But not all hos­pi­tals were in the fi­nan­cial po­si­tion to of­fer in­cen­tives or raises. Take 25-bed Val­ley Re­gional Hospi­tal in Clare­mont, N.H., one of the 23 not-for-prof­its hos­pi­tals in the New Hamp­shire at­tor­ney gen­eral’s study. Even though the Sul­li­van, Cot­ter data show an in­crease in the av­er­age CEO pay, that’s not the case at Val­ley Re­gional. The at­tor­ney gen­eral’s re­port, which uses IRS doc­u­ments, shows CEO Claire Bowen’s salary dropped in 2010 by 0.4% to $292,064. In­clud­ing Val­ley Re­gional, top ex­ec­u­tives at nine of the hos­pi­tals listed in the re­port saw com­pen­sa­tion de­creases in 2010.

Val­ley’s Re­gional’s board of trus­tees hopes to se­lect a re­place­ment by year’s end for Bowen, who has an­nounced plans to re­tire in March. Board Pres­i­dent Carol Vi­vian echoes Clarke in say­ing that fi­nan­cial and qual­ity out­comes af­fect CEO in­cen­tive pack­ages. Val­ley Re­gional, a crit­i­cal-ac­cess hospi­tal, will be­gin the search for a new CEO in Oc­to­ber and also start set­ting new per­for­mance goals for the hospi­tal’s new chief ex­ec­u­tive, Vi­vian says.

“We do de­ter­mine what per­cent­age of the goal has been ac­com­plished and have a mone­tary amount tied to it,” Vi­vian says. “If we feel like 70% of what we’re look­ing for is achieved, that’s what we’ll award. Some of them will be all or noth­ing.”

The New Hamp­shire at­tor­ney gen­eral’s re­port crit­i­cized Val­ley Re­gional for not keep­ing a pub­lic record of meet­ings min­utes in which board mem­bers dis­cussed CEO com­pen­sa­tion. Vi­vian says there was no in­ten­tional dis­re­gard for pro­to­col, and that min­utes will be pro­vided for such pro­ceed­ings in the fu­ture.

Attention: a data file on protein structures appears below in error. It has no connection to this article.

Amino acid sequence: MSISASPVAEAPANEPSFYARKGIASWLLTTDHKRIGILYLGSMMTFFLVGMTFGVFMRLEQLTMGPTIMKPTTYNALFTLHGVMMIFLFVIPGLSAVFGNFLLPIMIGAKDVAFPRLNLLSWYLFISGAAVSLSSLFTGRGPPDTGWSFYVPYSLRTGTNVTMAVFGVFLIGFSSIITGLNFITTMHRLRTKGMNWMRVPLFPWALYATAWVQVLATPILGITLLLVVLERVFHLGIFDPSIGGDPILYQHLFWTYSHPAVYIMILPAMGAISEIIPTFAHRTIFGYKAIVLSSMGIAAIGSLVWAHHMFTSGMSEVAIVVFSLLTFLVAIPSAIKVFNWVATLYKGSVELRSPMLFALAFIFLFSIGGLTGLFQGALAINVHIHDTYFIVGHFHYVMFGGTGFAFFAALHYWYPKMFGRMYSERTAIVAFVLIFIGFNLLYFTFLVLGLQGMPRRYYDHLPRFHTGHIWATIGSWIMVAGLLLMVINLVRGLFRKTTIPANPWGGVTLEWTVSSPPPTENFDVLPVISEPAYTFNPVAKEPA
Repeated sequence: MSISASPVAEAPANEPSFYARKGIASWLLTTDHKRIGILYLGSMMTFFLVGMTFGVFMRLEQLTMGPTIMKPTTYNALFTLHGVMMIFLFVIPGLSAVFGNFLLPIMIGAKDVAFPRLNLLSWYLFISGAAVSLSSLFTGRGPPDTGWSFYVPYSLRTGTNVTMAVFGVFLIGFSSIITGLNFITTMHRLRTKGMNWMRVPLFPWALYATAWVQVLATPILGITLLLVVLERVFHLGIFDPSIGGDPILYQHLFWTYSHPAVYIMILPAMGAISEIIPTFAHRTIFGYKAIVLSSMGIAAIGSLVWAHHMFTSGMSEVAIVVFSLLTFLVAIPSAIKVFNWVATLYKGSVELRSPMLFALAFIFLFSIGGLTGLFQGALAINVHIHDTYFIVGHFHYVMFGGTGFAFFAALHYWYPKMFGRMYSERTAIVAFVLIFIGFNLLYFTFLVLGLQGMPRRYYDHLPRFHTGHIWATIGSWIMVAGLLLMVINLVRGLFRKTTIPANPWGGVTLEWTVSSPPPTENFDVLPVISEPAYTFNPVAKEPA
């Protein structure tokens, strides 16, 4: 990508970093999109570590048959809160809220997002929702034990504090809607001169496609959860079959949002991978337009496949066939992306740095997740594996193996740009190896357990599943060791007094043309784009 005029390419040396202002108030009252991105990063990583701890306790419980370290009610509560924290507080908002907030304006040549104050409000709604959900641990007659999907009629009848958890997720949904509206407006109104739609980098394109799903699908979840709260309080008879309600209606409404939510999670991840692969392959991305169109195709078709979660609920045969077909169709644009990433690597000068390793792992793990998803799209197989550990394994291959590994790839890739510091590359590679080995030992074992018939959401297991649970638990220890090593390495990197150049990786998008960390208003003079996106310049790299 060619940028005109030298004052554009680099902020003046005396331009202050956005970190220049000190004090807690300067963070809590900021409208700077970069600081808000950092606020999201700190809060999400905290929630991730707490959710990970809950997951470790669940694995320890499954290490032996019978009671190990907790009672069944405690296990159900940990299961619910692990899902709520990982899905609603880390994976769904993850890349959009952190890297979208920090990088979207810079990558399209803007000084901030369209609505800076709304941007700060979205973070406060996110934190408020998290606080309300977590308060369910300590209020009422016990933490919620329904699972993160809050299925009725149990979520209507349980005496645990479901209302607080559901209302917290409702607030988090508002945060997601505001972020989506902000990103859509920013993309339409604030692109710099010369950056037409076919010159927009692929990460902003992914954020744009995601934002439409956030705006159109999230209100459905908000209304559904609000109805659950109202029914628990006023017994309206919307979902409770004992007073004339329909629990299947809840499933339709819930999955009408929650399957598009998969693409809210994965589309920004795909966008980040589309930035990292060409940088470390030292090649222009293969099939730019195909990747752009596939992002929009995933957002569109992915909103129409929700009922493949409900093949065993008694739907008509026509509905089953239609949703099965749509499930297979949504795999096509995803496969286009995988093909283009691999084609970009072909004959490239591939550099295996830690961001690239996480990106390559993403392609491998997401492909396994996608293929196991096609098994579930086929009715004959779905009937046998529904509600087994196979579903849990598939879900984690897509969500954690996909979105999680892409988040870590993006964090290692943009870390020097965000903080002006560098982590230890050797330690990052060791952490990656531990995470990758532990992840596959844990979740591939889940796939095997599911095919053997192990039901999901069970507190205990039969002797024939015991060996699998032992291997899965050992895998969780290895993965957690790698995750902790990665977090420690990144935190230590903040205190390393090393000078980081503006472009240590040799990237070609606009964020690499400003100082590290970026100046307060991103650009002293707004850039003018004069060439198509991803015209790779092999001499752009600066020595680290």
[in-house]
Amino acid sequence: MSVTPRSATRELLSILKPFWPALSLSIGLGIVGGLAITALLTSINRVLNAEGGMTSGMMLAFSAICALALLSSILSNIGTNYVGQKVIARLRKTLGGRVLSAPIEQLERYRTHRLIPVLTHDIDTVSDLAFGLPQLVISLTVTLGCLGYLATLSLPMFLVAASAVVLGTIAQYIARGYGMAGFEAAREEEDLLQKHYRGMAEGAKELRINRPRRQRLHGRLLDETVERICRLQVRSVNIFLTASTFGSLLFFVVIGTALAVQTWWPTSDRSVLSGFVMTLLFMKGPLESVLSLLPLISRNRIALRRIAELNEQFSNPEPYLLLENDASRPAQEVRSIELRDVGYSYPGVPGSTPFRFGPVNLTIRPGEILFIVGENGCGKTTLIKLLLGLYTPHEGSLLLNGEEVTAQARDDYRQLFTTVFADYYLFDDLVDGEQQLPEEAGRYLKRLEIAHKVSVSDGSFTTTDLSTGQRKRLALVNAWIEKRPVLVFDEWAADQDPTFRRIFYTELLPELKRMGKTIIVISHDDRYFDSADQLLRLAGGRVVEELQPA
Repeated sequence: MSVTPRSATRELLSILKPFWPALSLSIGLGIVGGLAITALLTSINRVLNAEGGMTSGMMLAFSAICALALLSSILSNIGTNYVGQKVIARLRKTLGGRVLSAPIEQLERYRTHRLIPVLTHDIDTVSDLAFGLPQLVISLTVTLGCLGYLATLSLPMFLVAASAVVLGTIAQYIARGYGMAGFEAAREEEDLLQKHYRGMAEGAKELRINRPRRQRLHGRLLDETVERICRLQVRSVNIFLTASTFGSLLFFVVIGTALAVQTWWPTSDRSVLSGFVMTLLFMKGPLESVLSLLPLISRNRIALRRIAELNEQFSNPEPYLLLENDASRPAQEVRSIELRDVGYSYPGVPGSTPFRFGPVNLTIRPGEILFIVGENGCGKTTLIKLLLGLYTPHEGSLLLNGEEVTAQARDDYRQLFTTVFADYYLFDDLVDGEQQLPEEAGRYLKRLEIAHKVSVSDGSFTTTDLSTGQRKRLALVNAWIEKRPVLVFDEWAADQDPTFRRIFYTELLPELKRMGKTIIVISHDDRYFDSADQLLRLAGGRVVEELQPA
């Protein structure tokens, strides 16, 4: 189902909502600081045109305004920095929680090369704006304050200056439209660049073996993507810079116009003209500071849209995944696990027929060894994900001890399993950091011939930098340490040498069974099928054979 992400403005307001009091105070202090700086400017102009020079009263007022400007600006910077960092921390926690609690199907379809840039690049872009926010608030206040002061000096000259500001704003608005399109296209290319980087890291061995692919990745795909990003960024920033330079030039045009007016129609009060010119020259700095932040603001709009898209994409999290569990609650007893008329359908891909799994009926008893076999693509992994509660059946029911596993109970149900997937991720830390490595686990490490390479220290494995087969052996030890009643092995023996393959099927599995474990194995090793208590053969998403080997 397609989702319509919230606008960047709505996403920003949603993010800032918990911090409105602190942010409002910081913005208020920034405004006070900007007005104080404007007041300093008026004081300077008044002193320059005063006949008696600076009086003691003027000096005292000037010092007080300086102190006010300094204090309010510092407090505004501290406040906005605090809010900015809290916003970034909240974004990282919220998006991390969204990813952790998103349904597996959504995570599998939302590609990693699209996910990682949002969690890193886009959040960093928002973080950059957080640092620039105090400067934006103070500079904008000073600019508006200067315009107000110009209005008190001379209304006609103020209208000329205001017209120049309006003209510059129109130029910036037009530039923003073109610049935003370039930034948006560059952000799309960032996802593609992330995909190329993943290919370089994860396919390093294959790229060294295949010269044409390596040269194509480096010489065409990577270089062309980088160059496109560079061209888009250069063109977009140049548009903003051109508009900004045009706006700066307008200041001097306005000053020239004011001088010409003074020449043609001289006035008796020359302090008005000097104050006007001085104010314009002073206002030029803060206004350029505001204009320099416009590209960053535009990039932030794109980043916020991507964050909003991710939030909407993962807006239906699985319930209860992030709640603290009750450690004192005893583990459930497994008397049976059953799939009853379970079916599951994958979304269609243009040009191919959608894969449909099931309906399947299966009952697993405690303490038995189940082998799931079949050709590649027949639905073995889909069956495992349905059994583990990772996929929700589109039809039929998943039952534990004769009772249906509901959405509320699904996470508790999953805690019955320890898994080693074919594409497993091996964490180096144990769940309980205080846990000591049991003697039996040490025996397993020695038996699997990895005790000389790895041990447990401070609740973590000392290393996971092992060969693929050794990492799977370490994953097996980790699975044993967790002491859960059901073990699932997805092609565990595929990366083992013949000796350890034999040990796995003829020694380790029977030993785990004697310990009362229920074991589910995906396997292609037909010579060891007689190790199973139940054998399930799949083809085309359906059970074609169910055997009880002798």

Closer scru­tiny

The at­tor­ney gen­eral’s re­port also ex­plored the cri­te­ria be­hind com­pen­sa­tion, specif­i­cally how boards draw up in­cen­tive pack­ages based on achiev­ing strate­gic goals.

“I was frus­trated by the light (the re­port) por­trayed us in be­cause it makes it sound like we’re just kind of mak­ing de­ci­sions about CEO com­pen­sa­tion in a vac­uum, and that’s not that case,” Vi­vian says.

While Vi­vian says she wishes the re­port of­fered a bet­ter char­ac­ter­i­za­tion of Val­ley Re­gional, she rec­og­nizes the need to take a closer ex­am­i­na­tion of how not-for-profit hos­pi­tals set their ex­ec­u­tive pay. Away from the board, she works for a bank and notes that in­dus­try also has seen an in­creased level of scru­tiny over ex­ec­u­tive pay.

The at­tor­ney gen­eral’s of­fice listed 23 not- for-prof­its in its re­port, and the high­est salary be­longed to Nancy Formella, pres­i­dent of 371-bed Dart­mouth-Hitch­cock Memo­rial Hospi­tal, Le­banon, N.H. She earned $783,533 in 2010.

As­sis­tant At­tor­ney Gen­eral An­thony Blenk­in­sop says the state hopes to up­date the sur­vey with salary data about ev­ery five years. The af­fil­i­a­tion deal be­tween 233-bed Catholic Med­i­cal Cen­ter, Manch­ester, N.H., and Dart­mouth-Hitch­cock prompted the need for the at­tor­ney gen­eral’s study, Blenk­in­sop says. Talks be­tween the two started in 2009 and the deal was nixed in 2010.

CMC’s then-pres­i­dent and CEO, Alyson Pit­man Giles, ranked sec­ond on the at­tor­ney gen­eral’s list, earn­ing $776,940 in 2010. Pit­man Giles, who stepped down early this year, de­clined to com­ment via e-mail for the story.

The re­port failed to find any link be­tween the amount of char­ity care a hospi­tal de­liv­ered and a CEO’s pay.

“The only real cor­re­la­tion was the larger the in­sti­tu­tion, the wealth­ier the in­sti­tu­tion—in terms of net pa­tient rev­enue—the higher the salary that was paid,” Blenk­in­sop says. TAKE­AWAY: Top-level health­care ex­ec­u­tives

will continue to see com­pen­sa­tion pack­ages closely

tied to broad mea­sures of their per­for­mance.

In an ex­clu­sive pod­cast in­ter­view, Mod­ern Health­care re­porter Ashok Sel­vam talks with Kathy Hast­ings, a manag­ing di­rec­tor at Sul­li­van, Cot­ter and As­so­ci­ates. Hast­ings dis­cusses some key sur­vey find­ings. To lis­ten, visit mod­ern­health­care.com/pod­casts.